In the Indian ecosystem, the vendor base to work with the auto manufacturer is at a loss due to lack of visibility and volumes. The developers of the major systems are unable to find solutions that work in unison since there are no common platforms that integrate and provide a direction. The skill set base is lacking and the socio-economic environment does not encourage the fraternity to pursue this as a career due to the many other factors mentioned above.
In advanced markets, the business models for battery and other components have been explored and researched extensively with no silver bullet yet. Auto manufacturers have worked together with like-minded businesses and leveraged policies to come up with battery leasing plans, battery assurance plans and the like. Whether the auto company should own the battery leasing or outsource this business opportunity to a Tier-1 or the energy provider — the jury is out on many such business models. The other aspect is to pull in the energy providers upfront when making assumptions and at the start of development to streamline the outcome.
Globally, the battery charging and ownership is in itself a unique situation especially with traffic congestions and lack of urban planning to install charging stations. It is unlike the ownership of a conventional vehicle where the driver pulls into a gas station and fills up. The challenge in a developing economy is the lack of infrastructure, power supply, investors that believe in such a mobility solution ever growing into a business opportunity, the battery technologies in the marketplace and the volumes to make the business proposition viable. To capture the cost of installations, running and maintenance of these charging stations is important. Whether these are universal charging stations which will allow any battery technology and battery management system to power on, could be an added cost.
The charging infrastructure cost is a major aspect whether it is in an office, plant or business environment. It is required to capture the cost when employees bring in their EVs — it can be billed to the business owner or the employee or as a perk to the employee. To promote the use of EVs and for road safety, a special driving lane in inner cities would be a good idea as they do not produce the general noise levels of conventional vehicles and could otherwise catch pedestrians by surprise.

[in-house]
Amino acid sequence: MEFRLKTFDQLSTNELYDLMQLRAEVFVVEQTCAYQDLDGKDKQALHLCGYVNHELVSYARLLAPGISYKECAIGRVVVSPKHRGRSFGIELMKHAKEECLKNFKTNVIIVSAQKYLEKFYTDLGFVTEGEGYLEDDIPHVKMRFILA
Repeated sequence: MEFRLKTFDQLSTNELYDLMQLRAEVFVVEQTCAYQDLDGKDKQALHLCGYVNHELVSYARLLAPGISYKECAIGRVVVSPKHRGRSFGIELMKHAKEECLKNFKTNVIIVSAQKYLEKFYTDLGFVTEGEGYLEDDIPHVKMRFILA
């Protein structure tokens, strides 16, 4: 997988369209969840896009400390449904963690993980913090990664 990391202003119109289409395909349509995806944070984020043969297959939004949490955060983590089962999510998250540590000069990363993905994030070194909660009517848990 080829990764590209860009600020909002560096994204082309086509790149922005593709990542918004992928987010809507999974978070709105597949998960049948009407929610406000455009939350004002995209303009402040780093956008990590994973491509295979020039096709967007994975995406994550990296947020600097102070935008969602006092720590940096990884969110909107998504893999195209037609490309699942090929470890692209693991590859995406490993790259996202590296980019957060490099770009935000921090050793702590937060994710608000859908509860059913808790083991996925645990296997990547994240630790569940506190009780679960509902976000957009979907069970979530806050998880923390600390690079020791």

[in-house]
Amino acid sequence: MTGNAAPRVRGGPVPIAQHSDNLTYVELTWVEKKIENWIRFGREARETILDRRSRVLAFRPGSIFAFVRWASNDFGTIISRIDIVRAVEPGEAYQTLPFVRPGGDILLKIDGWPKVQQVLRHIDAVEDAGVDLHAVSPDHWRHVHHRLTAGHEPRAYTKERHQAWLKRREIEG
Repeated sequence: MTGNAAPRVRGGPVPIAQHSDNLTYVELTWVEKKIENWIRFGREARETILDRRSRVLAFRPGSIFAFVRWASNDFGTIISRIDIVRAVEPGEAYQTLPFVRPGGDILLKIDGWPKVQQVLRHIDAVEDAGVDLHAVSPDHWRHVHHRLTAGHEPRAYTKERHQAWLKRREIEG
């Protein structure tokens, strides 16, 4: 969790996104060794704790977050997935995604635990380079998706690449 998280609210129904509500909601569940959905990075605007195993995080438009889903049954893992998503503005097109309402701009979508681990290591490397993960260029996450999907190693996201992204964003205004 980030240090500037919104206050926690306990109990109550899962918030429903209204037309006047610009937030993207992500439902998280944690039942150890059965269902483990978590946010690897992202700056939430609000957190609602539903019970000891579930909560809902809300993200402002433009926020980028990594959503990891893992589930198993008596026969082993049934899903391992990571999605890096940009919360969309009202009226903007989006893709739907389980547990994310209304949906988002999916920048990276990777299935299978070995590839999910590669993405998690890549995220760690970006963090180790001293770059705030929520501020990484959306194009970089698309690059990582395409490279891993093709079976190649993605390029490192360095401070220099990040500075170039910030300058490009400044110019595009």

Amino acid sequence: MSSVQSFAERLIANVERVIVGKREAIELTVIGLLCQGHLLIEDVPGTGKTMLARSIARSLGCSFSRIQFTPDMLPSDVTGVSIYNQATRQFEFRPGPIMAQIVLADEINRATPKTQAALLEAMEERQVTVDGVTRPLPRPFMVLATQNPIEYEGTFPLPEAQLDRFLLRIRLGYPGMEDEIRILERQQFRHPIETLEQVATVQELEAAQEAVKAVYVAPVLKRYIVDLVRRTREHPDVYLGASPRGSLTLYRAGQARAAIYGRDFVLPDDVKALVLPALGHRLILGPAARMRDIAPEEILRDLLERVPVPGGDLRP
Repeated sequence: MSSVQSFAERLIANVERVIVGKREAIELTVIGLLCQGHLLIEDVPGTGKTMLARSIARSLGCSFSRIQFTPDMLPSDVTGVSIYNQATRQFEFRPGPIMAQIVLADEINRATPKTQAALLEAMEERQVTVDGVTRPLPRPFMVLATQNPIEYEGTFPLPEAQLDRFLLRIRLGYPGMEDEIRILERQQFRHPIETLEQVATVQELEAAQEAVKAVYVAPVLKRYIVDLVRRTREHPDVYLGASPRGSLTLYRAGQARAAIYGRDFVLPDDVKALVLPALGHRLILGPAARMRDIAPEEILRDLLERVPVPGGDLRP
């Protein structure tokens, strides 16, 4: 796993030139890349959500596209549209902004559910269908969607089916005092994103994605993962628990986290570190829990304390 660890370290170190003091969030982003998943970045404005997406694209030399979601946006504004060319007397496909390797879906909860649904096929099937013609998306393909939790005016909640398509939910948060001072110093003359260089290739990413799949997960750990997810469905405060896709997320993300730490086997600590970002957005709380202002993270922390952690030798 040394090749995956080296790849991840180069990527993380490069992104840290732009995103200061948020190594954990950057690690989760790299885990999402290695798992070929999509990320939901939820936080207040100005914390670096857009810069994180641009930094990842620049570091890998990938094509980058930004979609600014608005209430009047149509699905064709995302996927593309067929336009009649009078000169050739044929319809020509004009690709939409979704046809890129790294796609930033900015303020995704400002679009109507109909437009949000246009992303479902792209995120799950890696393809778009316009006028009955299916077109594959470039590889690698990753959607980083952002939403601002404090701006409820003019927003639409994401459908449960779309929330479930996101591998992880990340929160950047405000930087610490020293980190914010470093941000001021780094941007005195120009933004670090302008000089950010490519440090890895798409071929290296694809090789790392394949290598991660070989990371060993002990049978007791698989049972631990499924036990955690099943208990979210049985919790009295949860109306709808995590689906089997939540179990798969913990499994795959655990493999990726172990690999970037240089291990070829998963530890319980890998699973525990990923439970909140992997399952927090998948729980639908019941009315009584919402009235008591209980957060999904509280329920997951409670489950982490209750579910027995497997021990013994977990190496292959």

To overcome the economies-of-scale challenge, one of the business models discussed about few years ago in SIAM in the Frontier Technology Committee was to make the EV powertrain as the heart of a vehicle, and plug and play the engine for integration to make it an XEV. This is a very interesting strategy that would get the EV a lot more traction and catapult it as the mainstream mobility option. The National Hybrid Propulsion Programme (NHPP) unveiled by the Prime Minister in January 2103 rolls out a systematic plan to grow the EV and its ecosystem. The NHPP interestingly encompasses this ‘EV at the heart of vehicle' philosophy. Through the NHPP, the government is playing its role to support and nurture the technology, provide the platforms for transparent discussions and get stakeholders to shape the pathway for an effective EV deployment.
The EV story needs to be a holistic synergy of stakeholders for a win-win proposition. It is important to develop the major systems through a collaborative effort, total commitment, vendor participation and global perspectives have to be incorporated in the strategy to ensure that the EV delights the consumer.
Dr Arun Jaura is Managing Director and Founder of TRAKTION Management Services; Board of Director, SAE International; Member of India’s National Board of Electric Mobility